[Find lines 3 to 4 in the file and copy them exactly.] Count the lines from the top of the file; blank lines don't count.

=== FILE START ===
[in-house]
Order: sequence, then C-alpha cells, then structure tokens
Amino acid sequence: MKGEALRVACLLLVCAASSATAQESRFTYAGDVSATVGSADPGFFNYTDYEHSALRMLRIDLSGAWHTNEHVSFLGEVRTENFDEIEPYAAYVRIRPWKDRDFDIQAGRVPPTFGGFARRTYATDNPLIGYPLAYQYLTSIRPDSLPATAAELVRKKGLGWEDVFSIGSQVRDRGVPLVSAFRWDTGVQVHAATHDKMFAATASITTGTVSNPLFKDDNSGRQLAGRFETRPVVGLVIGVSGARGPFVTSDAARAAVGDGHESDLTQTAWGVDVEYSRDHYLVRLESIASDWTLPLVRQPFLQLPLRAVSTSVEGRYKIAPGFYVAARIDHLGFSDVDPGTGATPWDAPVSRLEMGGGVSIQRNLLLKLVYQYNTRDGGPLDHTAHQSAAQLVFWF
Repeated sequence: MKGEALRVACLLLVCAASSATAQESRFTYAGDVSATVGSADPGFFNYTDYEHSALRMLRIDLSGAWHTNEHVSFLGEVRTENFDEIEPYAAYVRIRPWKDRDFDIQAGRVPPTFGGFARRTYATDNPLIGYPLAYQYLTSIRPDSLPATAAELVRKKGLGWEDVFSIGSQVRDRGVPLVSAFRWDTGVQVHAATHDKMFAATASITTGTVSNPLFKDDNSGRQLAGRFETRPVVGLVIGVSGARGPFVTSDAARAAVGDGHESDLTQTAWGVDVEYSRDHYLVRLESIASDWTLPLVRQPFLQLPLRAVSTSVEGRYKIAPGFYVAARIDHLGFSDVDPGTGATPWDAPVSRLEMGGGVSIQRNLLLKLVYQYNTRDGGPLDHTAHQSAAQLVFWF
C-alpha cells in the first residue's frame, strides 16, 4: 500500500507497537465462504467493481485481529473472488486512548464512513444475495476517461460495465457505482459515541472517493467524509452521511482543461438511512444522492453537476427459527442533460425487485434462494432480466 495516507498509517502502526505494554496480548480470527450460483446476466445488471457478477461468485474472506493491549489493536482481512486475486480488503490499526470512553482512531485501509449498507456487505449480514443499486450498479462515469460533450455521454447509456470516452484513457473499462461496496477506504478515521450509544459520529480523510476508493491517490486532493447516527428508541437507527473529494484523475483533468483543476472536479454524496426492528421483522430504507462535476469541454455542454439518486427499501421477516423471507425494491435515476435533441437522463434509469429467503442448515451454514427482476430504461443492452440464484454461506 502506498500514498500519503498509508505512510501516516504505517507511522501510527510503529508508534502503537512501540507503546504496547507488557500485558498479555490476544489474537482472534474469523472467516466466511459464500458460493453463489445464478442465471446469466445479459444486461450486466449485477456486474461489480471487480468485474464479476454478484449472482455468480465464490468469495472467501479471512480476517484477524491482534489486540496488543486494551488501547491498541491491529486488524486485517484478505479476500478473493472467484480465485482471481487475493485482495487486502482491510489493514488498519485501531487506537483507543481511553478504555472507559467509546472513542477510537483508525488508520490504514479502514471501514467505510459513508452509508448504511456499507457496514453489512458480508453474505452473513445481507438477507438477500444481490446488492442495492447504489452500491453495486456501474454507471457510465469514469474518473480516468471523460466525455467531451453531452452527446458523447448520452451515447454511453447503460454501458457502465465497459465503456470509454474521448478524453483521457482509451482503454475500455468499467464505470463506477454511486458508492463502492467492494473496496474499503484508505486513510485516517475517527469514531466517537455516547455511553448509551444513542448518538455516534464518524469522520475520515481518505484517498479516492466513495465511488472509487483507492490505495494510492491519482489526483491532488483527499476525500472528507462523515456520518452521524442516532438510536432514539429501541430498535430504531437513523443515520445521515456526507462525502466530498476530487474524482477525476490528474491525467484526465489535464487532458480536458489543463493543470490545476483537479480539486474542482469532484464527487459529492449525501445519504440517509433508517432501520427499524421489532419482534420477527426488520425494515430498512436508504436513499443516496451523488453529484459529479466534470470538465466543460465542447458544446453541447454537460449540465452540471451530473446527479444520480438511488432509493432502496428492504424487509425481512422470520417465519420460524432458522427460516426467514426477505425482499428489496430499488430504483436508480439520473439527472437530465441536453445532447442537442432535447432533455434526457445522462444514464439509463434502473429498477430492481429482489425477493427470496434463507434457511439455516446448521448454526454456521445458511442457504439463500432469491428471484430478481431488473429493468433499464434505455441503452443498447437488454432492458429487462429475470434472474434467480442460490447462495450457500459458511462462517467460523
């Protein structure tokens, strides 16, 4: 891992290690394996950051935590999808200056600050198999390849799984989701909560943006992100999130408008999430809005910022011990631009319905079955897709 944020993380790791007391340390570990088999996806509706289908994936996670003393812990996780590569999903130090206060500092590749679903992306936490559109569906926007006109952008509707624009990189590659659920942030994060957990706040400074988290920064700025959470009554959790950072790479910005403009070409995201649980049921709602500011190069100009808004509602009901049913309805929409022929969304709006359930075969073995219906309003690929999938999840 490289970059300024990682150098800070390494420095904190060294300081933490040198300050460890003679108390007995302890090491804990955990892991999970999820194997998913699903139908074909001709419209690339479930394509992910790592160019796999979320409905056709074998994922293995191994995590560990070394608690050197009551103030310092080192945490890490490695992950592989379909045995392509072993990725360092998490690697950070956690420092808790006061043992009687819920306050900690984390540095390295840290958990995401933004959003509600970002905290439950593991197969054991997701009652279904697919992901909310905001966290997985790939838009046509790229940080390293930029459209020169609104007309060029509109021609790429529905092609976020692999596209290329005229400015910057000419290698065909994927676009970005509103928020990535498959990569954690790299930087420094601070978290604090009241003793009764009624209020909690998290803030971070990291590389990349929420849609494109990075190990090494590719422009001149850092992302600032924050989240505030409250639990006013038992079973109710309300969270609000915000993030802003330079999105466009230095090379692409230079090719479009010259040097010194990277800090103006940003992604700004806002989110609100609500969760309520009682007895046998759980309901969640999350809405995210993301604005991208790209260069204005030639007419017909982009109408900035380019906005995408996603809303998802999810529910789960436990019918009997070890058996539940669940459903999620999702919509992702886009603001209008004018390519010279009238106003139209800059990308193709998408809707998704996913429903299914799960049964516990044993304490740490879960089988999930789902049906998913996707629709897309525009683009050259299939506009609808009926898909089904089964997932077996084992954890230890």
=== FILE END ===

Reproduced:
Amino acid sequence: MKGEALRVACLLLVCAASSATAQESRFTYAGDVSATVGSADPGFFNYTDYEHSALRMLRIDLSGAWHTNEHVSFLGEVRTENFDEIEPYAAYVRIRPWKDRDFDIQAGRVPPTFGGFARRTYATDNPLIGYPLAYQYLTSIRPDSLPATAAELVRKKGLGWEDVFSIGSQVRDRGVPLVSAFRWDTGVQVHAATHDKMFAATASITTGTVSNPLFKDDNSGRQLAGRFETRPVVGLVIGVSGARGPFVTSDAARAAVGDGHESDLTQTAWGVDVEYSRDHYLVRLESIASDWTLPLVRQPFLQLPLRAVSTSVEGRYKIAPGFYVAARIDHLGFSDVDPGTGATPWDAPVSRLEMGGGVSIQRNLLLKLVYQYNTRDGGPLDHTAHQSAAQLVFWF
Repeated sequence: MKGEALRVACLLLVCAASSATAQESRFTYAGDVSATVGSADPGFFNYTDYEHSALRMLRIDLSGAWHTNEHVSFLGEVRTENFDEIEPYAAYVRIRPWKDRDFDIQAGRVPPTFGGFARRTYATDNPLIGYPLAYQYLTSIRPDSLPATAAELVRKKGLGWEDVFSIGSQVRDRGVPLVSAFRWDTGVQVHAATHDKMFAATASITTGTVSNPLFKDDNSGRQLAGRFETRPVVGLVIGVSGARGPFVTSDAARAAVGDGHESDLTQTAWGVDVEYSRDHYLVRLESIASDWTLPLVRQPFLQLPLRAVSTSVEGRYKIAPGFYVAARIDHLGFSDVDPGTGATPWDAPVSRLEMGGGVSIQRNLLLKLVYQYNTRDGGPLDHTAHQSAAQLVFWF